Recognizing Autism in Teens
Most children with autism are diagnosed somewhere between 3 and 5 years old, however, those who are higher functioning and did not have speech delays when younger, may not be diagnosed until much older, sometimes in their teen years when social interactions become more difficult and harder to navigate.
These children often show signs of what was previously considered Asperger's syndrome (this was previously a separate diagnosis but was integrated with autism spectrum disorders in the 2013 edition of the Diagnostic and Statistical Manual). Because symptoms were mild, parents may accept their child as "quirky" but not necessarily autistic.
During the teen years, when social skills and friendships become so important, the symptoms are more noticeable. As other teens are spending free time with friends and involved in many different activities, teens with ASD often spend time alone and are much more selective on what activities they join. During the teen years, especially if not diagnosed, they can develop depression or anxiety. They can seem distant or unable to express their emotions.
Symptoms of ASD in Teens
Seems detached or withdrawn
Inability to read social cues such as facial expressions, body language or changes in tone of voice
May prefer individual activities and sports over team activities and sports
May dislike changes in routine
Difficulty expressing themselves
Don't understand humor, sarcasm or idioms
Are frequently misunderstood
Difficulty initiating conversations
Difficulty making "small talk"
May appear to be insensitive or rude (although it is not how they intend to be)
Appears to lack empathy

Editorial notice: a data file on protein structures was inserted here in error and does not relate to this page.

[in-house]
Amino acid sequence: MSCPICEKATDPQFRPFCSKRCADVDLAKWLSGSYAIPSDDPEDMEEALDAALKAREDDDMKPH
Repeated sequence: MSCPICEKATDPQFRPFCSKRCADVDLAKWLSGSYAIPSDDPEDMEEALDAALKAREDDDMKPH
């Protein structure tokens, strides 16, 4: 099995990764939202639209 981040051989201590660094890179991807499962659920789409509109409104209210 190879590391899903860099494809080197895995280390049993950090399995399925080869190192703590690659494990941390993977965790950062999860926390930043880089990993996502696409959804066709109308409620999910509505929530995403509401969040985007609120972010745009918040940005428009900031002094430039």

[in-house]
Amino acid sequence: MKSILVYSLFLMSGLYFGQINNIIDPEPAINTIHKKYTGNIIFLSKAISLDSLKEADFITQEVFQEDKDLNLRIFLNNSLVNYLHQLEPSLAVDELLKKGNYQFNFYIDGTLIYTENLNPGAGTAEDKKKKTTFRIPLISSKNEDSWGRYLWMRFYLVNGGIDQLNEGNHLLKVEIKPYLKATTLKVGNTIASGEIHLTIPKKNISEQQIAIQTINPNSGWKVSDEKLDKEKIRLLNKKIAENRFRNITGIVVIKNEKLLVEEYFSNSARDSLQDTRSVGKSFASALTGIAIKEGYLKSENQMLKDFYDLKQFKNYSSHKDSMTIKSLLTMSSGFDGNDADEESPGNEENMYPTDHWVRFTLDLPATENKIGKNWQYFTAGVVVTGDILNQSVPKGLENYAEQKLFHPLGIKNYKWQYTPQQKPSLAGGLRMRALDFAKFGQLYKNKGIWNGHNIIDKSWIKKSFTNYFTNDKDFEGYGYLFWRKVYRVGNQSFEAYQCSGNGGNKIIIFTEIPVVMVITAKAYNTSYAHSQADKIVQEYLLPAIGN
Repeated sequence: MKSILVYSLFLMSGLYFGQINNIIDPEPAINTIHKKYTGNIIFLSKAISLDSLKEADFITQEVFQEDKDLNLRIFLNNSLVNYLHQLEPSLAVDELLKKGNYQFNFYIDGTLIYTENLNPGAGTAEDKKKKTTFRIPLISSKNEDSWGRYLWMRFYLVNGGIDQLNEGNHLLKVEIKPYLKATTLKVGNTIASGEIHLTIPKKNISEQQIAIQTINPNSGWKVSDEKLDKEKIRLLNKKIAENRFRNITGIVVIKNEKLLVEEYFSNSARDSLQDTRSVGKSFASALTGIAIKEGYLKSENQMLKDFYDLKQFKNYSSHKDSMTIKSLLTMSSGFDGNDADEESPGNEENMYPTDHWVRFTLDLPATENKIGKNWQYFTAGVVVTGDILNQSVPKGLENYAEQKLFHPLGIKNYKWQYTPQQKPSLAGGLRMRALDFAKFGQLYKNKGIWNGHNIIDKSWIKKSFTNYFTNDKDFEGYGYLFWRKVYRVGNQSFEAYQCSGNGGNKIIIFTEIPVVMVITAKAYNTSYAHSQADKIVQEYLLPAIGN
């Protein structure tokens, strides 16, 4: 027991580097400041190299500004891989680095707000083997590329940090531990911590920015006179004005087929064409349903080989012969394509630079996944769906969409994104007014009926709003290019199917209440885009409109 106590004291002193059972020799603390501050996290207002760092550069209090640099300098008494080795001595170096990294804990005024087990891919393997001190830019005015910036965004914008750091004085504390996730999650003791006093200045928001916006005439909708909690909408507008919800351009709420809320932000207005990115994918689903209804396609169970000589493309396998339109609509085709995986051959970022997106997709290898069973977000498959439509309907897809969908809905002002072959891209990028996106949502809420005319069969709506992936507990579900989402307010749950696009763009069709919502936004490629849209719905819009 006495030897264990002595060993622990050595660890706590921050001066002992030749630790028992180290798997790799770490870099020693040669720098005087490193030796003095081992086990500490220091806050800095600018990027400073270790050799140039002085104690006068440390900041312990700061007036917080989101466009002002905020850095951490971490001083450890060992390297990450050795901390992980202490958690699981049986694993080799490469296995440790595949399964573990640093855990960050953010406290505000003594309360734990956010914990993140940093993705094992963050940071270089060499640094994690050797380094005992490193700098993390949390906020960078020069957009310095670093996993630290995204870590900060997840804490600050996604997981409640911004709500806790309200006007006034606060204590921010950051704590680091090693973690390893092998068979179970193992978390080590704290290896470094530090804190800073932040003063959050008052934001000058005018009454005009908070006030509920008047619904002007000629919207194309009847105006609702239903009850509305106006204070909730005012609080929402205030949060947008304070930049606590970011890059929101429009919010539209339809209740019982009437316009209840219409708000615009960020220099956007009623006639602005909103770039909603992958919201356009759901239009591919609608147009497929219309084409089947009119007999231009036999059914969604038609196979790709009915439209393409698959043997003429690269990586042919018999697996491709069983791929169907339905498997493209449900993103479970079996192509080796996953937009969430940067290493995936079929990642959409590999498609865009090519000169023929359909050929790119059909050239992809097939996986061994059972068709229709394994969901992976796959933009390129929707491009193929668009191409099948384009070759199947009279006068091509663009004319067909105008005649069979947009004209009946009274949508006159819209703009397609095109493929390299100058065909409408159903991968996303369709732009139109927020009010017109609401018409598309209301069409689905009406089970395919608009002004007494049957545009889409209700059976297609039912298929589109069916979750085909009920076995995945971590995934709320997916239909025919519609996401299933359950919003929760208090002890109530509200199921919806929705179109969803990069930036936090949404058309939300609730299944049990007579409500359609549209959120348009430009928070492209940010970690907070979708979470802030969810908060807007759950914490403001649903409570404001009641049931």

Avoids eye contact
Extremely logical or linear in thinking
Average or above average intelligence
May have other learning disabilities
May need educational interventions based on individual difficulties
May have a hard time expressing their thoughts
May have poor or illegible handwriting
May have preoccupation in one or two interests
May talk a lot about their specialized interest
May have had delayed motor development, such as riding a bike or catching a ball
Teens with ASD may learn to compensate for some of their difficulties or differences, however, their difficulty with social situations and communication usually continue into the teen years. He or she may want to have friends but not know how to make friends or have problems initiating conversations or approaching other teens. Many are not concerned with outward appearance and don't worry about trendy clothing. They can find it exhausting trying to fit in with other teens. They usually are rule-oriented and feel uncomfortable when there are no rules to help them understand expectations.
If you recognize some of the symptoms of autism in your teen, talk with your doctor. A diagnosis isn't going to change your child or how you feel about your child but can help in accessing educational services, even as your teen goes to college. It can also help you better understand your teen and accept some of the differences you have noticed. Your teen may be relieved with a diagnosis, he may have wondered why he was different or why he had such a hard time making friends. A diagnosis may help him better accept who he is.